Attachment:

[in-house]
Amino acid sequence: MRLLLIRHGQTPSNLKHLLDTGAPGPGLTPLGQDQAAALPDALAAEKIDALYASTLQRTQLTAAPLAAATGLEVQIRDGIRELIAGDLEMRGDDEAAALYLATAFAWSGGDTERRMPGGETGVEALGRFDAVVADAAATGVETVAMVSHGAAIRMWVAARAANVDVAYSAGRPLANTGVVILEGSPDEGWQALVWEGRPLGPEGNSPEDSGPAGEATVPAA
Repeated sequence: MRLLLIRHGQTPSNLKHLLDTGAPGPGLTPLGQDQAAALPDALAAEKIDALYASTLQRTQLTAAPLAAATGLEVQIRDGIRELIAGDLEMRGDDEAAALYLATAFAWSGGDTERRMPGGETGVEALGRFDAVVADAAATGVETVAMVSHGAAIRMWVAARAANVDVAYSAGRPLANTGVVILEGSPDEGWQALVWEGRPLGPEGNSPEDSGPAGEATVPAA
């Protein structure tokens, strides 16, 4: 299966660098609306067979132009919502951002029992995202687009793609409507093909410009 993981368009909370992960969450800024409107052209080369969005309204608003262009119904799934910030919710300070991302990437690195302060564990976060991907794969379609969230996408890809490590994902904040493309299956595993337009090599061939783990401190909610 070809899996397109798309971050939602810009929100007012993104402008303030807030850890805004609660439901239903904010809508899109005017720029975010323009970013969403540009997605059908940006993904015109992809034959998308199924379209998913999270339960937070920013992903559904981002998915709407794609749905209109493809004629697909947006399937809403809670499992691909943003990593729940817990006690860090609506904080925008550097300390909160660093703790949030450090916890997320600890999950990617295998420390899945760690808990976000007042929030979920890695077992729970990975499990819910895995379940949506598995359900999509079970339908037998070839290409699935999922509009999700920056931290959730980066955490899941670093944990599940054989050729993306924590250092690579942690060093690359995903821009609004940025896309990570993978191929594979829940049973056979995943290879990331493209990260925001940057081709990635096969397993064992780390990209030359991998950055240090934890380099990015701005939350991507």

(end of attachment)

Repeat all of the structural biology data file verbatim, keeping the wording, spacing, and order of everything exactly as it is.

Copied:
[in-house]
Amino acid sequence: MRLLLIRHGQTPSNLKHLLDTGAPGPGLTPLGQDQAAALPDALAAEKIDALYASTLQRTQLTAAPLAAATGLEVQIRDGIRELIAGDLEMRGDDEAAALYLATAFAWSGGDTERRMPGGETGVEALGRFDAVVADAAATGVETVAMVSHGAAIRMWVAARAANVDVAYSAGRPLANTGVVILEGSPDEGWQALVWEGRPLGPEGNSPEDSGPAGEATVPAA
Repeated sequence: MRLLLIRHGQTPSNLKHLLDTGAPGPGLTPLGQDQAAALPDALAAEKIDALYASTLQRTQLTAAPLAAATGLEVQIRDGIRELIAGDLEMRGDDEAAALYLATAFAWSGGDTERRMPGGETGVEALGRFDAVVADAAATGVETVAMVSHGAAIRMWVAARAANVDVAYSAGRPLANTGVVILEGSPDEGWQALVWEGRPLGPEGNSPEDSGPAGEATVPAA
């Protein structure tokens, strides 16, 4: 299966660098609306067979132009919502951002029992995202687009793609409507093909410009 993981368009909370992960969450800024409107052209080369969005309204608003262009119904799934910030919710300070991302990437690195302060564990976060991907794969379609969230996408890809490590994902904040493309299956595993337009090599061939783990401190909610 070809899996397109798309971050939602810009929100007012993104402008303030807030850890805004609660439901239903904010809508899109005017720029975010323009970013969403540009997605059908940006993904015109992809034959998308199924379209998913999270339960937070920013992903559904981002998915709407794609749905209109493809004629697909947006399937809403809670499992691909943003990593729940817990006690860090609506904080925008550097300390909160660093703790949030450090916890997320600890999950990617295998420390899945760690808990976000007042929030979920890695077992729970990975499990819910895995379940949506598995359900999509079970339908037998070839290409699935999922509009999700920056931290959730980066955490899941670093944990599940054989050729993306924590250092690579942690060093690359995903821009609004940025896309990570993978191929594979829940049973056979995943290879990331493209990260925001940057081709990635096969397993064992780390990209030359991998950055240090934890380099990015701005939350991507």